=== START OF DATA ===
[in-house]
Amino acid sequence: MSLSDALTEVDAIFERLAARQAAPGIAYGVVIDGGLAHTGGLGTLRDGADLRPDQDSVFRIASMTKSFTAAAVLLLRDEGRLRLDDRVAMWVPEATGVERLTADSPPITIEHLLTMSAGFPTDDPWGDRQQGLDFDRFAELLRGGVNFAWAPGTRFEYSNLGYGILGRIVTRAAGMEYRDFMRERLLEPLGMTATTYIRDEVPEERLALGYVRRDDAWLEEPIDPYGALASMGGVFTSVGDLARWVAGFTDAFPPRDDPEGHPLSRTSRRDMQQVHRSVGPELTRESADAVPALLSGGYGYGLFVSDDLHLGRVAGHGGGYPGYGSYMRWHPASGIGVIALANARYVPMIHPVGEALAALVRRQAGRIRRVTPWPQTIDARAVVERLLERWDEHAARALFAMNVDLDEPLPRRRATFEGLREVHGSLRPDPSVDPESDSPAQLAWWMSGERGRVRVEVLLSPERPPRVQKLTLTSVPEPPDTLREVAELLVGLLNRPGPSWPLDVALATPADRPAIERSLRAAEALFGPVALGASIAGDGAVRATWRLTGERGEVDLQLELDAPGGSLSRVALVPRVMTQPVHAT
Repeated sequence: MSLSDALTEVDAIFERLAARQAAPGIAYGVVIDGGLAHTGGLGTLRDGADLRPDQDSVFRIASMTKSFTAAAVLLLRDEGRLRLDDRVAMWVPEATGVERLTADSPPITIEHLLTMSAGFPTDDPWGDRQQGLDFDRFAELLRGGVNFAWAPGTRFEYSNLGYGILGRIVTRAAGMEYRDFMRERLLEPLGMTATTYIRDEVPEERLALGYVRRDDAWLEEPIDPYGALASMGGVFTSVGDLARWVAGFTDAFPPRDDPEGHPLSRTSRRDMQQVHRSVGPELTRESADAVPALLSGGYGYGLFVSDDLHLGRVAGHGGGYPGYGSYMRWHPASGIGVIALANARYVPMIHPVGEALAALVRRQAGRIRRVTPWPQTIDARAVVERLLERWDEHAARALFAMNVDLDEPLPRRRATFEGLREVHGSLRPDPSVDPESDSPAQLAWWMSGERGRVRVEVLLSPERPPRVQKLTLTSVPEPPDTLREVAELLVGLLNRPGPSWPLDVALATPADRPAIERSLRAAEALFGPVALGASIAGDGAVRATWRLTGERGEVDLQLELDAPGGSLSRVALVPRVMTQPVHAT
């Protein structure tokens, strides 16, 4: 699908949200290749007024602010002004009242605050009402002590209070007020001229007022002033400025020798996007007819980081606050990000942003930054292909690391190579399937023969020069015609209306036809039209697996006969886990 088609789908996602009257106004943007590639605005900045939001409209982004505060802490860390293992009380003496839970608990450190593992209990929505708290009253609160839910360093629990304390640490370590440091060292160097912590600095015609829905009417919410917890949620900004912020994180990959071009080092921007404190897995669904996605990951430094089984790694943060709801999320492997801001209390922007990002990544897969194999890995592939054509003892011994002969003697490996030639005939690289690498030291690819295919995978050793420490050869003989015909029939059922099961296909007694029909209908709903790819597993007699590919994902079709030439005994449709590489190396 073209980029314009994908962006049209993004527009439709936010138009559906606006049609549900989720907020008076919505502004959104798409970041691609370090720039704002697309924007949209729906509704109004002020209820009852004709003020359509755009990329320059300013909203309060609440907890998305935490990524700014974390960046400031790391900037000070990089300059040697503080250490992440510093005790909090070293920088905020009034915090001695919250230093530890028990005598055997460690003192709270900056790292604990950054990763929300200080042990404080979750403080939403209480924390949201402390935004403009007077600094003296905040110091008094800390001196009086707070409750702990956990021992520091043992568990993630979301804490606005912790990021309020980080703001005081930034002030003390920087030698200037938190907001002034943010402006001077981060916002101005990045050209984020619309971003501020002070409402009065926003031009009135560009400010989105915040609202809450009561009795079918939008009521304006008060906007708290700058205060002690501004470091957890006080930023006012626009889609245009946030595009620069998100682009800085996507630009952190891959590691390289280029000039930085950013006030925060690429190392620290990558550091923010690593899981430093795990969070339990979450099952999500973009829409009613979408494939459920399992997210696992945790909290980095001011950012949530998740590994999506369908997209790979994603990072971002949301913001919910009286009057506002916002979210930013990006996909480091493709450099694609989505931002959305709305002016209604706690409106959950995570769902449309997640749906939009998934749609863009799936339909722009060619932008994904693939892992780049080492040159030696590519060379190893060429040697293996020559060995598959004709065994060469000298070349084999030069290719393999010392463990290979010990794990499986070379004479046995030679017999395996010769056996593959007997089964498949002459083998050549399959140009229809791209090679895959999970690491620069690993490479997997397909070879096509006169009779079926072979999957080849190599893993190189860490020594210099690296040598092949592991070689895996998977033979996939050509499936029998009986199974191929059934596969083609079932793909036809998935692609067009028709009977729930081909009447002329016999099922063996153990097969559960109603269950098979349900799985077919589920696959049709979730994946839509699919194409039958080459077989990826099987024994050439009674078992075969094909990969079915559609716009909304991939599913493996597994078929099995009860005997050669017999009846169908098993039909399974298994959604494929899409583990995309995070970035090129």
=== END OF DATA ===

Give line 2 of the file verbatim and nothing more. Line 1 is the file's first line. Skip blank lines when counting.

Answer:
Amino acid sequence: MSLSDALTEVDAIFERLAARQAAPGIAYGVVIDGGLAHTGGLGTLRDGADLRPDQDSVFRIASMTKSFTAAAVLLLRDEGRLRLDDRVAMWVPEATGVERLTADSPPITIEHLLTMSAGFPTDDPWGDRQQGLDFDRFAELLRGGVNFAWAPGTRFEYSNLGYGILGRIVTRAAGMEYRDFMRERLLEPLGMTATTYIRDEVPEERLALGYVRRDDAWLEEPIDPYGALASMGGVFTSVGDLARWVAGFTDAFPPRDDPEGHPLSRTSRRDMQQVHRSVGPELTRESADAVPALLSGGYGYGLFVSDDLHLGRVAGHGGGYPGYGSYMRWHPASGIGVIALANARYVPMIHPVGEALAALVRRQAGRIRRVTPWPQTIDARAVVERLLERWDEHAARALFAMNVDLDEPLPRRRATFEGLREVHGSLRPDPSVDPESDSPAQLAWWMSGERGRVRVEVLLSPERPPRVQKLTLTSVPEPPDTLREVAELLVGLLNRPGPSWPLDVALATPADRPAIERSLRAAEALFGPVALGASIAGDGAVRATWRLTGERGEVDLQLELDAPGGSLSRVALVPRVMTQPVHAT